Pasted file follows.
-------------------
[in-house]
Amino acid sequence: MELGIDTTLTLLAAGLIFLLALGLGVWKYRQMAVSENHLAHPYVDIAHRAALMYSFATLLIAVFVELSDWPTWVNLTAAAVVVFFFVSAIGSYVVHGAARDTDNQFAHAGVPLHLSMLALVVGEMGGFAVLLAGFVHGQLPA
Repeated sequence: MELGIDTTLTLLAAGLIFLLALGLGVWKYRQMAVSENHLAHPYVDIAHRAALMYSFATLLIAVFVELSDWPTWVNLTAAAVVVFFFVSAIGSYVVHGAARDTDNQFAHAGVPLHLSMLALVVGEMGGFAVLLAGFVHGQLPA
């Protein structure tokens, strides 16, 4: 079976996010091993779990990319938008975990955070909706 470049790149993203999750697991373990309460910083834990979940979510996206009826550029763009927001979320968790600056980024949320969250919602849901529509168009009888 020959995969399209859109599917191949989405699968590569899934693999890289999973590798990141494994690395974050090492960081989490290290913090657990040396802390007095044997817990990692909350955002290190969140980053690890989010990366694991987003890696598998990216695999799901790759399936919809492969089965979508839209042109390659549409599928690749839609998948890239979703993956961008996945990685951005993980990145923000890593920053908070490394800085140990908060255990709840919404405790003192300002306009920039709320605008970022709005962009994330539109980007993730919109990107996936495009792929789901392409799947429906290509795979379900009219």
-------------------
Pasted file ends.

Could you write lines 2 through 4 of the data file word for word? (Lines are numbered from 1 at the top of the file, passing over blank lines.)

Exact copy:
Amino acid sequence: MELGIDTTLTLLAAGLIFLLALGLGVWKYRQMAVSENHLAHPYVDIAHRAALMYSFATLLIAVFVELSDWPTWVNLTAAAVVVFFFVSAIGSYVVHGAARDTDNQFAHAGVPLHLSMLALVVGEMGGFAVLLAGFVHGQLPA
Repeated sequence: MELGIDTTLTLLAAGLIFLLALGLGVWKYRQMAVSENHLAHPYVDIAHRAALMYSFATLLIAVFVELSDWPTWVNLTAAAVVVFFFVSAIGSYVVHGAARDTDNQFAHAGVPLHLSMLALVVGEMGGFAVLLAGFVHGQLPA
């Protein structure tokens, strides 16, 4: 079976996010091993779990990319938008975990955070909706 470049790149993203999750697991373990309460910083834990979940979510996206009826550029763009927001979320968790600056980024949320969250919602849901529509168009009888 020959995969399209859109599917191949989405699968590569899934693999890289999973590798990141494994690395974050090492960081989490290290913090657990040396802390007095044997817990990692909350955002290190969140980053690890989010990366694991987003890696598998990216695999799901790759399936919809492969089965979508839209042109390659549409599928690749839609998948890239979703993956961008996945990685951005993980990145923000890593920053908070490394800085140990908060255990709840919404405790003192300002306009920039709320605008970022709005962009994330539109980007993730919109990107996936495009792929789901392409799947429906290509795979379900009219």